The project was aimed at all qualified nursing staff, who were invited to complete an anonymous questionnaire. This involved the staff on all wards within the unit. The audit focused on the knowledge base of staff - more specifically relating to the choice of catheter and indications for use - as well as on assessing their level of skill and ascertaining any training needs.
It was acknowledged that there were limitations associated with the questionnaire in terms of the responses that staff would be willing to share. Additionally, the questions were very broad and not scientifically based, which could perhaps lead to some degree of ambiguity.
The questionnaire asked if the participants felt competent in their ability to choose the correct type and size of catheter, and 90% of the staff who responded felt that they were competent. However, responses to questions about long-term and short-term use showed that fewer than 20% of staff could name the correct type of catheter for their patients’ needs.
The questionnaire also asked in which circumstances nurses would consider catheterising a patient. The general responses were the three indications recommended by SIGN (2002): retention of urine; monitoring of urine; and in the presence of incontinence where tissue damage is a risk. However, the staff usually only gave one of those reasons, not all three.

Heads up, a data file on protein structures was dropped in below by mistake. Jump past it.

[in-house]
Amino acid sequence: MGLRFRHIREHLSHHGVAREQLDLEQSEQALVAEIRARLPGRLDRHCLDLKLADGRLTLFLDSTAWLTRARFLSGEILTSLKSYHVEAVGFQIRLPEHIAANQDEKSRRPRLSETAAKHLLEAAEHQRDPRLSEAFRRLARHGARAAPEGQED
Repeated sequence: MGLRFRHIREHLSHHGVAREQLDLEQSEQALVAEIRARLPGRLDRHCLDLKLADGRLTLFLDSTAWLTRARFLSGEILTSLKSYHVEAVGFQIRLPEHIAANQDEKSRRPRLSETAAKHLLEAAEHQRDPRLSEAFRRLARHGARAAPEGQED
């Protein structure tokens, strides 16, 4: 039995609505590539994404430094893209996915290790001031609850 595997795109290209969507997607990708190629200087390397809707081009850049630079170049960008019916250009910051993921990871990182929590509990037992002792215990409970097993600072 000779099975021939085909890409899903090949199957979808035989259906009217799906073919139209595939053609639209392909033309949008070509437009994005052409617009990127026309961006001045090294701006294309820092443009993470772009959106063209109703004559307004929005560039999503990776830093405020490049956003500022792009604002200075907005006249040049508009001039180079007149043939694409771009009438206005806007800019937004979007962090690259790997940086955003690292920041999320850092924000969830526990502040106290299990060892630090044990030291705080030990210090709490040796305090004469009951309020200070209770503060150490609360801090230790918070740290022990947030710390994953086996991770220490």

The unit has its own bladder scanner and participants were asked if they felt competent in using it. Some 90% responded that they did, as well as highlighting that they would always use the scanner before catheterising a patient when retention is suspected. However, there was no guideline in place to recommend what to do if the patient was not managing to empty their bladder but had a low bladder volume.
The questionnaire was successful in establishing current trends and practices among the trauma nurses and gave insight into potential training needs. Recommendations included:
- Offering further training about the indications for catheter use, catheter selection and sizes and clarifying the reasons for this choice;
- Developing local guidelines based on best practice in relation to hip fractures and continence care.
GUIDELINES FOR BEST PRACTICE